There’s a viral video going ‘round, a clip from an upcoming documentary “Alive Inside” about (their description) “the power music has to ‘awaken’ minds considered closed.” The “subject” is Henry, an older man in an assisted living home. When his nurse speaks to him, he answers to his name, but the other queries leave him confused. His daughter describes her memories of her once-vivacious father, the type of man who would break out into a full rendition of “Singing in the Rain” in the middle of a sidewalk. The camera pans to Henry in his heyday, a tall, strapping and well, hell, attractive man, and then back to him now, in his wheel chair, head hung low, seemingly closed off to the world. It’s hard a contrast.
Enter music. Henry’s nurse gives him an iPod Shuffle full of his favorite songs and he lifts his head, his eyes open wide. He taps his feet, shuffles his legs, rocks his body. They’re not drastic movements, but I imagine in his mind, he’s swinging around the street poles with his kids again or transported back to some Cab Calloway dance, limbs askew, doing what we’d now call “getting it in.” This time when he talks he’s animated, eyes open and full of energy, maybe something akin to being his old self.
I couldn’t stop myself from crying, a mixture of joy, a bit of marveling at the power of music, but a bit of fear too. I’m on what some call “the better side” of 30, beyond the “Forever Young” stage, and lately I’ve been thinking more about inevitability rather than invincibility.
I’ve started doing things I never thought I would too, like staying up at night thinking about my legacy, pondering with great seriousness what to do about three grey hairs (pluck, dye, ignore?), groaning like my grandmother used to, saying, “Lord, give me strength!” when I try to stand up after falling out after a good run. I used to think people were lying about the changes that come after 30. They weren’t. And it all makes me wonder how I’ll end up, well, at the end.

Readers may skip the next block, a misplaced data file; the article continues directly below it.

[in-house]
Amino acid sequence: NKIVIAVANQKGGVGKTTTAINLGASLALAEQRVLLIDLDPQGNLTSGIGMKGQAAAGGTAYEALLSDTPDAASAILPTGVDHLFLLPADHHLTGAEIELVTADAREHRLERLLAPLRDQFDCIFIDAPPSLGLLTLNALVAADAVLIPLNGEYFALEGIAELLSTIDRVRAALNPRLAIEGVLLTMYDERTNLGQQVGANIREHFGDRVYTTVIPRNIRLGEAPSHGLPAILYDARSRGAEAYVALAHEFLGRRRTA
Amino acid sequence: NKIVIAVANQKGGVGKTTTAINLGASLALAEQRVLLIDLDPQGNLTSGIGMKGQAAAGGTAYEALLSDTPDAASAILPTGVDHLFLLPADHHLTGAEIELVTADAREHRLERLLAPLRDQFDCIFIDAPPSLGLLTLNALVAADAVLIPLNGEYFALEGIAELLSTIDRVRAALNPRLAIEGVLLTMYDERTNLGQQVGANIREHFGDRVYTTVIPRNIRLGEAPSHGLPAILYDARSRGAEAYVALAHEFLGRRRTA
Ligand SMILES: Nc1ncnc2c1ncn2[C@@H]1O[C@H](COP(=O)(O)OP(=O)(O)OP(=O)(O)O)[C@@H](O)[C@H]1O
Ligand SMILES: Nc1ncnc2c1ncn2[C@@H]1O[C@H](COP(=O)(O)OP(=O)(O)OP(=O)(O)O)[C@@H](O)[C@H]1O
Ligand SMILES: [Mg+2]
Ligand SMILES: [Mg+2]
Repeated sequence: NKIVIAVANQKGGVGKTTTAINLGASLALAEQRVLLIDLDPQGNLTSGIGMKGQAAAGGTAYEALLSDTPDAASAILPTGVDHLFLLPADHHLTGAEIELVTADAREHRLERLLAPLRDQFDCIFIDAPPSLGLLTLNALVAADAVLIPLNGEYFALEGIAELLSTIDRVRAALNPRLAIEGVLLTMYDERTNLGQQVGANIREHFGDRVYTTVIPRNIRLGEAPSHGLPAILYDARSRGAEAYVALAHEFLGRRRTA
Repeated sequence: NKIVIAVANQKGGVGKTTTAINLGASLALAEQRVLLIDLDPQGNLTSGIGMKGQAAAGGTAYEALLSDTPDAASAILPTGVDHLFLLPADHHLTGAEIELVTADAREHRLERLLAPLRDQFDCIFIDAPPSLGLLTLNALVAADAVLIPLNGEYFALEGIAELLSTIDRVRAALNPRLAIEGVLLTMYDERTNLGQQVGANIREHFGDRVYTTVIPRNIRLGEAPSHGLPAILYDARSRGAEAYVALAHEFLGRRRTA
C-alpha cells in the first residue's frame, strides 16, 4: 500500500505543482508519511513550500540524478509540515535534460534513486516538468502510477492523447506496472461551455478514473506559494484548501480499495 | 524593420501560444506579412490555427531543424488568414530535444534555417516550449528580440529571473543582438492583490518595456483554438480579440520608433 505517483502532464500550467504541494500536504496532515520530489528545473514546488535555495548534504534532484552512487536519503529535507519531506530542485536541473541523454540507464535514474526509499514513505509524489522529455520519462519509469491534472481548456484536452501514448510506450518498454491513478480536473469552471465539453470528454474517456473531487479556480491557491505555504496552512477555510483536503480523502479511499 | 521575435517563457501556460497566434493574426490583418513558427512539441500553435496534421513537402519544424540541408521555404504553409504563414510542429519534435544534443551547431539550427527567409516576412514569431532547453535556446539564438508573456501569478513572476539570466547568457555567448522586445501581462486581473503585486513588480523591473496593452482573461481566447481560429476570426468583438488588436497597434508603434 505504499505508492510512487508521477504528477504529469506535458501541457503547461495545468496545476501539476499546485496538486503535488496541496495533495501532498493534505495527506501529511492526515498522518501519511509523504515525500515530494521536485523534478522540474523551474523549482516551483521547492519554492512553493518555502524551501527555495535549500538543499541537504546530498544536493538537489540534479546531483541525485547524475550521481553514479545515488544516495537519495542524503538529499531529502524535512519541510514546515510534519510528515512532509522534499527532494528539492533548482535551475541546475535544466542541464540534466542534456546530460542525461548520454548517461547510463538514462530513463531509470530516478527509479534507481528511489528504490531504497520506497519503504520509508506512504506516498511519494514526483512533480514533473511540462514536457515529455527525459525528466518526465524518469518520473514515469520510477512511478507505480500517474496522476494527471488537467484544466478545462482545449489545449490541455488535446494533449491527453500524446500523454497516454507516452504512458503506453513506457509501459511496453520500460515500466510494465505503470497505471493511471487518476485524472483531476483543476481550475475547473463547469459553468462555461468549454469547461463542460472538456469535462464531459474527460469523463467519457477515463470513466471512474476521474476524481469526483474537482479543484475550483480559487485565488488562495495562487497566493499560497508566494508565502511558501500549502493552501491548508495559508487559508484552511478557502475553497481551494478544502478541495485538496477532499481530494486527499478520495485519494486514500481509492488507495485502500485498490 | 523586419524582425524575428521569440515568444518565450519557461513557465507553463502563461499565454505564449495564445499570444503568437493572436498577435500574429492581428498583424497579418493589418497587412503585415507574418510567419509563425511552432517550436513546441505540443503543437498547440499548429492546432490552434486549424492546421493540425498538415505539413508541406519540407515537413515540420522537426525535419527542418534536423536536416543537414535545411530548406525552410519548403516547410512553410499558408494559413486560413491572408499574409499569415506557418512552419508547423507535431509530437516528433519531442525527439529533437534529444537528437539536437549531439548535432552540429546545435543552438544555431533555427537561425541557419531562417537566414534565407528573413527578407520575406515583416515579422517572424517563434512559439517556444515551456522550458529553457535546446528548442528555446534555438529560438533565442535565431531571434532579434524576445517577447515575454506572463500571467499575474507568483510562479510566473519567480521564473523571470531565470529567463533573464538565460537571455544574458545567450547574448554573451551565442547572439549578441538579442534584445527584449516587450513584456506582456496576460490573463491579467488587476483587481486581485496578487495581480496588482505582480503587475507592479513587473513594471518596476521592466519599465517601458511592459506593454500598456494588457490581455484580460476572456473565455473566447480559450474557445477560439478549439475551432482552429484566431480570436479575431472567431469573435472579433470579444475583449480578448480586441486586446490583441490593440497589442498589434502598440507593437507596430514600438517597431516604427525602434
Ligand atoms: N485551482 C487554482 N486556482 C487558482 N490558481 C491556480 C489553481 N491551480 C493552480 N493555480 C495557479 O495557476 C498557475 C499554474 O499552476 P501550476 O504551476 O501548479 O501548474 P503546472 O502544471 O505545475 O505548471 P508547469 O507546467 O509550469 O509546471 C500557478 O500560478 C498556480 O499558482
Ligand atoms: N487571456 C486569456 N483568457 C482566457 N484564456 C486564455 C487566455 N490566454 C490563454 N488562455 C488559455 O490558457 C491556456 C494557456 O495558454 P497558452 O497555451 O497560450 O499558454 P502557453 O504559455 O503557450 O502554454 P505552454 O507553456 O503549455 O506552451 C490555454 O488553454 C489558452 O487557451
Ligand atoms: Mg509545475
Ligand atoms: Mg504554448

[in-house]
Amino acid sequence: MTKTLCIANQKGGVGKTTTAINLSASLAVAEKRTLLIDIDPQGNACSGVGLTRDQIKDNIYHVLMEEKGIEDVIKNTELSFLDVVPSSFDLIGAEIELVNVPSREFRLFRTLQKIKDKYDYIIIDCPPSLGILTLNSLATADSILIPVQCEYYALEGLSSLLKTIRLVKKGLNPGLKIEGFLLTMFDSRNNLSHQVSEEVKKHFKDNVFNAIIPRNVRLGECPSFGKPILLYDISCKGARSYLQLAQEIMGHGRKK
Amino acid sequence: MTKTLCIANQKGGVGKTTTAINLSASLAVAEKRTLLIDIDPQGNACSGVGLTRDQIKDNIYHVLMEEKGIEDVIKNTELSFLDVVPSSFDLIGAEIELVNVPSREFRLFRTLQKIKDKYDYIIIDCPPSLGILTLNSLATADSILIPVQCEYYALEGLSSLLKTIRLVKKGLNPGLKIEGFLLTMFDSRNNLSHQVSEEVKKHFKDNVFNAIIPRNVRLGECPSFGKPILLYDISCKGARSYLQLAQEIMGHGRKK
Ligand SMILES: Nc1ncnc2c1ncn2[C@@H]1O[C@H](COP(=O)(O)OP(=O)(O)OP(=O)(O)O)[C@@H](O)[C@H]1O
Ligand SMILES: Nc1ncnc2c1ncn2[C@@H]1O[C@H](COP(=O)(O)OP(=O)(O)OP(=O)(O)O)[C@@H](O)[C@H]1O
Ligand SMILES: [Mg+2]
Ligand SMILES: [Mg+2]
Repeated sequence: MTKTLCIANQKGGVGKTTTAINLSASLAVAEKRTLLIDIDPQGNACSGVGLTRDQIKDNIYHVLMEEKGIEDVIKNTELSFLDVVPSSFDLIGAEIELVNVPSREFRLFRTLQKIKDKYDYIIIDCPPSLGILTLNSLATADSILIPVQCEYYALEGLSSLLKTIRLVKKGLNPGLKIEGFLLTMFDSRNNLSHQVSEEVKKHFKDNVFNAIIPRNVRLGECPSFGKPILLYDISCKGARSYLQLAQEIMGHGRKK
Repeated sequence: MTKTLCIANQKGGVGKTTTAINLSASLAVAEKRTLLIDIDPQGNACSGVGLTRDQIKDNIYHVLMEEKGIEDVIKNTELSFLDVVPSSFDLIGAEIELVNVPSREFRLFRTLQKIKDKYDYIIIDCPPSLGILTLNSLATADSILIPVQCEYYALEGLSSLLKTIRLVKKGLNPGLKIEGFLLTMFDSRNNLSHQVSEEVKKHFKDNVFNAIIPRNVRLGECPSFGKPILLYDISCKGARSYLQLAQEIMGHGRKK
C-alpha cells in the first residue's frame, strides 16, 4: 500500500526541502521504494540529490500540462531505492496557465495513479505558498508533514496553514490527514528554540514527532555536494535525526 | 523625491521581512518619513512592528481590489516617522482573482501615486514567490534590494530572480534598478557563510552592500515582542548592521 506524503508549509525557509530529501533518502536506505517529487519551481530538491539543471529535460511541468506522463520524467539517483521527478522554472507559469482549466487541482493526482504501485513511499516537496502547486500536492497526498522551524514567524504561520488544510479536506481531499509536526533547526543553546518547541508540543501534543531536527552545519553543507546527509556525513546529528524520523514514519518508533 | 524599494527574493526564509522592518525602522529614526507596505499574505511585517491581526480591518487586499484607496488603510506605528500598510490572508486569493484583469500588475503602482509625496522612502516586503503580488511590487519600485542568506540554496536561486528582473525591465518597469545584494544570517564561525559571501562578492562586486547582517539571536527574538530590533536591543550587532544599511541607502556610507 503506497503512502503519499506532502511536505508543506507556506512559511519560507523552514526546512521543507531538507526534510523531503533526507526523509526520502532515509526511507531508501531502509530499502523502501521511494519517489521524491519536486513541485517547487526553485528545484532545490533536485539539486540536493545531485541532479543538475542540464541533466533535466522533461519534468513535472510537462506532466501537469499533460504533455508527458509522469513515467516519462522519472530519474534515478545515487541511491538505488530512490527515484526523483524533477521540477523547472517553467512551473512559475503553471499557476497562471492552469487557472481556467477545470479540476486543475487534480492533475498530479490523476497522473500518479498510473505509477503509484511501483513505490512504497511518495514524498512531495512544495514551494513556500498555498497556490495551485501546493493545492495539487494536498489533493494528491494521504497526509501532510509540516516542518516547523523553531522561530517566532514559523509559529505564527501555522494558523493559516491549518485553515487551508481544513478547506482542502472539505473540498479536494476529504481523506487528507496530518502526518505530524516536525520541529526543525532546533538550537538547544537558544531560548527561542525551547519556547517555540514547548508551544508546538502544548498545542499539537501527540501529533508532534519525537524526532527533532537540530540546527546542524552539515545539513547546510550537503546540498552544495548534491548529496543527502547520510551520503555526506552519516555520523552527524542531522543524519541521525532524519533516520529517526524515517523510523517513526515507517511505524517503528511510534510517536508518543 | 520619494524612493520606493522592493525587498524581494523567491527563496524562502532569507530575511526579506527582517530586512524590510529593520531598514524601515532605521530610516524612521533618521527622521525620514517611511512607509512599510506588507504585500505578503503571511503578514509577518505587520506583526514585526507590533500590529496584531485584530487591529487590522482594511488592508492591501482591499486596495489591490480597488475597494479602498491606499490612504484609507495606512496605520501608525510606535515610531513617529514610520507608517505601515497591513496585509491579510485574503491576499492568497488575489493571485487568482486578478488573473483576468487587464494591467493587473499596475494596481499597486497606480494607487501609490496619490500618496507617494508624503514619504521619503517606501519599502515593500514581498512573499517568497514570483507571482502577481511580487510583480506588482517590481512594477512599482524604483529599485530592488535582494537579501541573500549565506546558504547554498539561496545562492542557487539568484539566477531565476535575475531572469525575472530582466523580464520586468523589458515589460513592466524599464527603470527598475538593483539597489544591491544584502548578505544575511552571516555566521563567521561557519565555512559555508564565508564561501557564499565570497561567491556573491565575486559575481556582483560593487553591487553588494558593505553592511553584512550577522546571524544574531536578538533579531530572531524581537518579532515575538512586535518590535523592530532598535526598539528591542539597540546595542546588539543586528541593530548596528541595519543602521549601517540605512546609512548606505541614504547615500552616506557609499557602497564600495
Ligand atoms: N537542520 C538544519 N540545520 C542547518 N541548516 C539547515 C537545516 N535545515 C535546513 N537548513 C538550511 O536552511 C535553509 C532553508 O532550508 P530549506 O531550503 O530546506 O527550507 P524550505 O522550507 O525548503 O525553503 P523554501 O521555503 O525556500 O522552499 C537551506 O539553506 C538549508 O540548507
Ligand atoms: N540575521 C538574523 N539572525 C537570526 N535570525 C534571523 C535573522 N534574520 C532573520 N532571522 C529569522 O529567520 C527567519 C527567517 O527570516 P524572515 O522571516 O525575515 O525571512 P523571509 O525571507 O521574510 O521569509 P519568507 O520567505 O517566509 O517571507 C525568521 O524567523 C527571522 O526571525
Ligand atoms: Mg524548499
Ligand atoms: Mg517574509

My grandmother was already in her sixties by the time I entered the world. I saw the pictures of her as a young woman; trim waist, full Marcel-curled black hair and a jubilant smile that few people wear after 25, the age when most have seen enough in the world to dull the glow just a bit. By the time my grandmother and I met, her curves had filled out, and her full hair was thin and grey.
She was the First Lady of her church, its organist and choir director. She maxed out at five-feet, but behind her back the kids in the youth choir mocked her catchphrase, a threat of “I’ll break your leg!” when they acted up. No one really thought she’d do it, but then no one acted a fool long enough to test the theory. It was Detroit in the 80s, even ladies could get a little gangster when need be.
I was around 12 and she was in her 70s when my family noticed her short-term memory was failing. She would consistently forget where she left her purse, the car keys, or if she added salt to the neck bones. We figured it was a symptom of advanced age. She had my grandfather, who was still operating on all cylinders, so we didn’t worry so much about her. Years later, her doctor informed my mother that we’d missed the early stages of Alzheimer’s, not that there was much we could do about it anyway.
In my mid 20s, I sat in the second row next to my grandmother at my grandfather’s funeral, directly in front of the casket. She couldn’t remember that my grandfather was gone and didn’t recognize “that man,” as she put it, “who’s laying up there.” So there we sat in a surreal moment with her oblivious that the stranger laid out for his Homegoing under a purple drape not five feet in front of her was her husband of six-plus decades.
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